Jeminah Oto’a used to work at Solomon Airlines. 2020 began with new hopes and dreams for her, when she started work as an intern receptionist at the local Airline Company.
At 20 years of age, what more can a girl like her want. She has a job, even if it's only as an intern. At least it is a starting point for someone with big dreams.
But all this was shattered when COVID-19 struck. Solomon Airlines was one of the first companies to enforce cutbacks when international borders were closed.
With the cutback, Jeminah, lost her chance to experience what it is like having a job in an office.
As the days turned into weeks and the weeks turned into months, anxiety and depression started to creep in.
“Life is very challenging at the moment and I don’t know where and what to do. I cannot imagine how people are really affected by this threat. It will be worse especially for someone like me with a disability”, Jeminah said.
Jeminah is a member of the Solomon Islands paralympic team. In more than one occasion she has represented the country in past competitions.
“I travelled mostly last year as far as South Korea, Australia in Gold Coast, Darwin and the Mini Pacific Games in Samoa last year. And with that I have a total of two Bronze and three Silver. I have kept them in my wardrobe,” Jeminah said.
She is known by many around the Pacific and Solomon Islands for her participation in the Paralympics.
Since the COVID-19 pandemic, life came to a standstill for her.
“I usually run daily to maintain my spirit in sports and to resist the unbeatable thoughts of the day. And I normally run from Mbokona from where I lived to Rove Children’s Park,” Jeminah said.
Her feats in sports include athletics, javelin, shot-put and taekwondo.
Emotionally she expresses how she is trying to overcome the feeling of being ignored and discriminated against.
Her achievements in the sporting world became a thing of the past as she struggled to cope with life’s daily hardship during this COVID crisis.
With no-one to support her, Jeminah has to find a way to sustain herself. Her elder sister is now in the home village with her children thus Jeminah has no choice but to do something for herself.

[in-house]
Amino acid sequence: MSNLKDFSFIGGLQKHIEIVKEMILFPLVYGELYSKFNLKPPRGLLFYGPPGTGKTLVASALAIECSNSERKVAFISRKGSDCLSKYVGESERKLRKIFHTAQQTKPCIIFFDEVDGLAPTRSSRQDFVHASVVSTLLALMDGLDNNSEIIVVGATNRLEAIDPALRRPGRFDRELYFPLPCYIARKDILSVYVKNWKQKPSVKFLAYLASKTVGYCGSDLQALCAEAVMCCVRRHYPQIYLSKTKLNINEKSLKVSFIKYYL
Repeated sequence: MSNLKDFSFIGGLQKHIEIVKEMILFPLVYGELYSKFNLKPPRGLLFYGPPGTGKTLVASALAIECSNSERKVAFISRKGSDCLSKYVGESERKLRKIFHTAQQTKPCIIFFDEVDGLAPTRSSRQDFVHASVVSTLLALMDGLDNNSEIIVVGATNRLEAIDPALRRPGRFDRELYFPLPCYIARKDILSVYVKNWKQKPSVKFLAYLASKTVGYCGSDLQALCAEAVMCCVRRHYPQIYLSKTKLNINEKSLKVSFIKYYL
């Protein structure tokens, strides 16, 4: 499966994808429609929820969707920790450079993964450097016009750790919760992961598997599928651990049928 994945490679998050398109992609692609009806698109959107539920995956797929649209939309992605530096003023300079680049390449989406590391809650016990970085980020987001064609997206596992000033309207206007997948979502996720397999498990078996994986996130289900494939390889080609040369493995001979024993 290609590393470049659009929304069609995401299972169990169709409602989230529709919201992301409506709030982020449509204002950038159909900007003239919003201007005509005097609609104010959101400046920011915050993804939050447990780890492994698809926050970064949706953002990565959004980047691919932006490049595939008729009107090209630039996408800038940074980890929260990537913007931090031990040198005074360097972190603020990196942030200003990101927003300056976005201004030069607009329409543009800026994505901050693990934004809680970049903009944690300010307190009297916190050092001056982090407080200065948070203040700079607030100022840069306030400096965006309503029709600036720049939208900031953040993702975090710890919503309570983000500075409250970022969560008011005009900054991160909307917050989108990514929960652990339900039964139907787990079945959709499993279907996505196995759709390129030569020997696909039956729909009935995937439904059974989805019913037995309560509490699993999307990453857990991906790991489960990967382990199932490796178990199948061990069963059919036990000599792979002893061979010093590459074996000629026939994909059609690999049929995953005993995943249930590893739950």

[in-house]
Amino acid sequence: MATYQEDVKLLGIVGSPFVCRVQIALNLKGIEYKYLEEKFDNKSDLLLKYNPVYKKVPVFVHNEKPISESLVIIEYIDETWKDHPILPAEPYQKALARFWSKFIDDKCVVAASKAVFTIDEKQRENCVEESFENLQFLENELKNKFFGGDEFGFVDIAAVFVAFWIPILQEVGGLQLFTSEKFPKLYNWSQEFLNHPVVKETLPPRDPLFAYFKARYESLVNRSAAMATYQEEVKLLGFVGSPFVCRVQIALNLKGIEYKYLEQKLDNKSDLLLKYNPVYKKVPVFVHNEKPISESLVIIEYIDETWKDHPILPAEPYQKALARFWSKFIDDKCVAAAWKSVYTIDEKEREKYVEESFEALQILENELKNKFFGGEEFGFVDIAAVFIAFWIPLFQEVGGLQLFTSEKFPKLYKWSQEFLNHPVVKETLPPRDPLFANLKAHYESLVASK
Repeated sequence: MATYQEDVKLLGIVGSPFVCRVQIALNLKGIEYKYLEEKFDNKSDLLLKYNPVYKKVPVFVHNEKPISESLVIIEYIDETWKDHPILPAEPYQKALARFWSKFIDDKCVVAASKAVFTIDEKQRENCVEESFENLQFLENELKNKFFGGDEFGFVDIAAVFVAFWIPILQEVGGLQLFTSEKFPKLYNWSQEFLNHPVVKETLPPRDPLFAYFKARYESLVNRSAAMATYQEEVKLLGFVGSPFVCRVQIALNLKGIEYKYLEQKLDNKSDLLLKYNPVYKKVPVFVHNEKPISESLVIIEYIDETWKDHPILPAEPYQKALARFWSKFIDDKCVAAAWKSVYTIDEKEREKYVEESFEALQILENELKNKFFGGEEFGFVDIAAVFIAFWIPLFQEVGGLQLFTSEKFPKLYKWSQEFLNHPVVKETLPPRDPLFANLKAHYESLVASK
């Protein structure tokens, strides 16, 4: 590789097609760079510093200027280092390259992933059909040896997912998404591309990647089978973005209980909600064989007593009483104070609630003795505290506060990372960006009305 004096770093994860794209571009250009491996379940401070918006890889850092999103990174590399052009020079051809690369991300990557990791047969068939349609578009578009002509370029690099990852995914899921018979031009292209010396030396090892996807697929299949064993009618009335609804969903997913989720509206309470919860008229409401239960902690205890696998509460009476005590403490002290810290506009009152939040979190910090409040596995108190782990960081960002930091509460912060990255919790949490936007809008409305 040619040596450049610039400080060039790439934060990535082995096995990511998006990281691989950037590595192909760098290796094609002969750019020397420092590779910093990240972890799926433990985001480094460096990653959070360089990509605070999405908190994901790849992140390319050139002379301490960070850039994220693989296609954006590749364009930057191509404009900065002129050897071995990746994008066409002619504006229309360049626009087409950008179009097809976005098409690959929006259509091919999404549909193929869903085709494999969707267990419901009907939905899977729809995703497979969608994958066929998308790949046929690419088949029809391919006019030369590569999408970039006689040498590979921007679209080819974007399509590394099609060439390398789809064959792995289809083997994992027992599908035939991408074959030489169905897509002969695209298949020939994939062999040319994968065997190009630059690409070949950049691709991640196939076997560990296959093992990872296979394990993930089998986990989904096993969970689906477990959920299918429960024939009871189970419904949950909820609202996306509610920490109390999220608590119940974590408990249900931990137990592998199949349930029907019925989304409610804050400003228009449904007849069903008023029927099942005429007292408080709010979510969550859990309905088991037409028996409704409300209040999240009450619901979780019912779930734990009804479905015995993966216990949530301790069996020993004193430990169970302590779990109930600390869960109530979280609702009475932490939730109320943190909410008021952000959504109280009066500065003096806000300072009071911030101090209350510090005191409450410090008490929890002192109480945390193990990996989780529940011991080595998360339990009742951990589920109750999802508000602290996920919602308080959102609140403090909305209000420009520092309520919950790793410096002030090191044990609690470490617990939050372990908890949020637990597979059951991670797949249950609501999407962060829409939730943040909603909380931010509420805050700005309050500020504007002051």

She became a market vendor and resells fruits and vegetables bought from local farmers. This she believes will help put food on the table as well as help pay for water and electricity bills.
“I usually sell fruits every day except for Sundays. I usually get only $100 or less or even $50 SBD per day. With this amount I can afford to pay for my needs and wants”, Jeminah says.
She has a calendar where she keeps track of the days during the State of Public Health Emergency. Each time she ticks off each day, anticipating an end to the State of emergency.
“I believe that everyone like me faces the same challenge. If only someone can recognize our needs and treat us as priority. So far things are looking very bleak”, she says.
She says as a person with disability, it was always her wish to become a role model for others like herself.
“I am at the crossroad at the moment. Not knowing where to go. I feel helpless. But through the help from my friends, I am able to get through each day”, Jeminah says.
Jeminah maintains her positive outlook in life by taking time out to do physical activities. The minute she gets on the road, both in the morning and evening, she will start to feel better.
“I realized that only the same people like me plus my family are the true friends I have at this time. Without them I will not make it through each day,” she says.
She says that she misses sports, the main driver of her motivation in life. She wished sporting activities are still allowed to help people like her move forward.
The state of public health emergency started on March 25 and will cease to exist on the 25th of July, 2020.
“I cannot wait for everything to come back to normal. I already have a work plan for the month of July to December 2020. I hope everything will go as planned for me”, Jeminah says.
Jeminah completed her high school in Su’u National Secondary School from Form One to Form Four. She then went on to Bethesda Training Support Centre where she finishes school in 2018.
She is a strong advocate for people with disability and special needs.
“I feel sorry for my other friends being ignored and discriminated against. I feel that this wasn’t our fault being trapped in the COVID-19 pandemic. We are special and unique people despite our impairment”, Jeminah says.
Earlier this year the Pacific Disability Forum (PDF) says governments should make sure persons with disabilities are protected during this COVID-19 pandemic.
PDF says it is critical their exposure and vulnerability to the spread of the disease are recognized and necessary measures put in place to ensure their inclusion, effective participation, protection and safety is addressed in the health response.
PDF urges all levels of government, agencies and the private sector to work with disabled peoples’ organisations to make sure that persons with disabilities in particular women, children and young persons with disabilities are not left behind in the COVID-19 response.